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Mackerel chowder

(Image credit: unknown)


2 pints of water – for stock
100g can of sweetcorn
200g smoked mackerel
200g poached smoked haddock
1 medium potato, peeled and diced
1 green pepper, diced
1 onion, finely chopped
2tbsp single cream
1 chicken or vegetable stock cube
2 jalapeno peppers, sliced
1tbsp butter
1tbsp lemon juice
Salt and cayenne pepper

How to make it (serves 4)

Melt the butter in a large saucepan, add the chopped onion, peppers and potato and let them sweat very gently, without browning, for around ten minutes. Next gradually add the stock, stirring continually. When it’s all in, add half of the haddock and half of the mackerel, which should be separated into flakes. Now pour the soup into a liquidiser and blend thoroughly. Add the remaining haddock and mackerel, along with the sweetcorn and cream. Season with salt, pepper and lemon juice while warming gently.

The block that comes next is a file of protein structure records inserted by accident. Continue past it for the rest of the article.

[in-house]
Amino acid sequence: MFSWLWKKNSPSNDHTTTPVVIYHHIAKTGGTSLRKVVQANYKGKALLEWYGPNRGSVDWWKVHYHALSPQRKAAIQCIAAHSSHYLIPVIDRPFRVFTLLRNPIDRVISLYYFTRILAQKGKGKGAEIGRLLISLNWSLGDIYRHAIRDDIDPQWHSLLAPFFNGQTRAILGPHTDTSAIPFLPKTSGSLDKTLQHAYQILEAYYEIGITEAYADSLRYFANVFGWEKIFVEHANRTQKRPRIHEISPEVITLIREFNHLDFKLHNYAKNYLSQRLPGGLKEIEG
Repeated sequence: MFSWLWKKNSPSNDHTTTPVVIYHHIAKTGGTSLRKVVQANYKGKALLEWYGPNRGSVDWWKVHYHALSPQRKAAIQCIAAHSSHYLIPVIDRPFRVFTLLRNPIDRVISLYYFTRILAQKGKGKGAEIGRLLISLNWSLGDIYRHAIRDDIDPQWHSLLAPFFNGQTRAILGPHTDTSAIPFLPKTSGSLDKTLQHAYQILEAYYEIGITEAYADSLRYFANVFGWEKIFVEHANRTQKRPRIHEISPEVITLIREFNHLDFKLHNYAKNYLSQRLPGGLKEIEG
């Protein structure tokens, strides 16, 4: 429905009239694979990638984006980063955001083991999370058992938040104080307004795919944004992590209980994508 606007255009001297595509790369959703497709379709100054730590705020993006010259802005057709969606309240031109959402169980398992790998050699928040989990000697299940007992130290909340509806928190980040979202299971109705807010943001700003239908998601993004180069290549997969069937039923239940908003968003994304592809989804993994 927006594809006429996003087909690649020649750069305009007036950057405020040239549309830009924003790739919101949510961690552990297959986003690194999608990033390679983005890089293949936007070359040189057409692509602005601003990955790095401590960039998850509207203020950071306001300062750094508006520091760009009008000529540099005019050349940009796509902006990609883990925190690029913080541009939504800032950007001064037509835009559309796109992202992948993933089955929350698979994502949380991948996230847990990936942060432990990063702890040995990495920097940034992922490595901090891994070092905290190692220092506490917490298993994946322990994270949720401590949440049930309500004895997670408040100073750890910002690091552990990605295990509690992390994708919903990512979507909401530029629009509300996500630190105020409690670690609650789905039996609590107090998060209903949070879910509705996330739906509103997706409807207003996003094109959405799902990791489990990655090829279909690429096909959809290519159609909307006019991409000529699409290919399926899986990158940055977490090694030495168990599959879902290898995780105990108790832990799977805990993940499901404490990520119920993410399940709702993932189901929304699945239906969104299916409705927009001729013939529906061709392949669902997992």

Per portion:
 415 cals; 25g fat; 23g protein; 26g carbs

What you get

Smoked mackerel

Mackerel is the richest source of omega-3 fatty acids, necessary for the development of the nervous system and for the health of the brain.


Sweetcorn provides vitamin B6, needed for converting the amino acid known as tryptophan into the neurotransmitter serotonin. Depressed people have been found to have lower levels of vitamin B6.

Green peppers

Peppers contain the nutrient folate and depression is a common symptom of folate deficiency.

Jalapeno peppers

Hot peppers contain capsaicinoids, which cause pain in the mouth. This causes a flood of endorphins to be sent to the site of the pain, bringing a mood boost that lasts for about an hour.

Dr Sarah Schenker PhD

Dr Sarah Schenker is a dietitian, sports dietitian and public health nutritionist, who has worked with Jamie Oliver on his Feed Me Better campaign, Premiership football clubs including Chelsea FC and Tottenham Hotspur, and various government committees.

Sarah co-authored the book The Fast Diet (opens in new tab), has written other books including My Sugar Free Baby and Me and Eating Fat Will Make You Fat (opens in new tab), and has contributed to the Mail Online (opens in new tab), the Huffington Post (opens in new tab) and many others. 

Sarah is a member of the British Dietetic Association (opens in new tab), Nutrition Society (opens in new tab), Association for Nutrition (opens in new tab) and the Guild of Health Writers (opens in new tab).